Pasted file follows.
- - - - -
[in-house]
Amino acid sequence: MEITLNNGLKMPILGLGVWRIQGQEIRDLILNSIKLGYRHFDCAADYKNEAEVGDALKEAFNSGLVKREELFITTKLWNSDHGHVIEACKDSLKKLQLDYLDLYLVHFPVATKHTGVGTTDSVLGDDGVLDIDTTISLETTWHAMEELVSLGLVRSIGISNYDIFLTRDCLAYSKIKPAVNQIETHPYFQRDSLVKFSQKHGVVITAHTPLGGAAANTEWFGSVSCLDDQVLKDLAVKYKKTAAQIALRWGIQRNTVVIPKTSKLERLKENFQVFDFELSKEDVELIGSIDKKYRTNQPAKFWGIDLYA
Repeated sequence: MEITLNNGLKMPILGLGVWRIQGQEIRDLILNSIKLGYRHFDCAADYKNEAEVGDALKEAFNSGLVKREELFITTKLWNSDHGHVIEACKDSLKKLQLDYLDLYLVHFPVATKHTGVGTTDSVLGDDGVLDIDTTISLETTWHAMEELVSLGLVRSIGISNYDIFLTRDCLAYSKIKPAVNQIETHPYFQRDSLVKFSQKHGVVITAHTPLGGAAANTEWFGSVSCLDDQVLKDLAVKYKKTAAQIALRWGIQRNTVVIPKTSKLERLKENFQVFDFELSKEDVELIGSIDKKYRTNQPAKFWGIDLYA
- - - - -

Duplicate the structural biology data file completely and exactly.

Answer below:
[in-house]
Amino acid sequence: MEITLNNGLKMPILGLGVWRIQGQEIRDLILNSIKLGYRHFDCAADYKNEAEVGDALKEAFNSGLVKREELFITTKLWNSDHGHVIEACKDSLKKLQLDYLDLYLVHFPVATKHTGVGTTDSVLGDDGVLDIDTTISLETTWHAMEELVSLGLVRSIGISNYDIFLTRDCLAYSKIKPAVNQIETHPYFQRDSLVKFSQKHGVVITAHTPLGGAAANTEWFGSVSCLDDQVLKDLAVKYKKTAAQIALRWGIQRNTVVIPKTSKLERLKENFQVFDFELSKEDVELIGSIDKKYRTNQPAKFWGIDLYA
Repeated sequence: MEITLNNGLKMPILGLGVWRIQGQEIRDLILNSIKLGYRHFDCAADYKNEAEVGDALKEAFNSGLVKREELFITTKLWNSDHGHVIEACKDSLKKLQLDYLDLYLVHFPVATKHTGVGTTDSVLGDDGVLDIDTTISLETTWHAMEELVSLGLVRSIGISNYDIFLTRDCLAYSKIKPAVNQIETHPYFQRDSLVKFSQKHGVVITAHTPLGGAAANTEWFGSVSCLDDQVLKDLAVKYKKTAAQIALRWGIQRNTVVIPKTSKLERLKENFQVFDFELSKEDVELIGSIDKKYRTNQPAKFWGIDLYA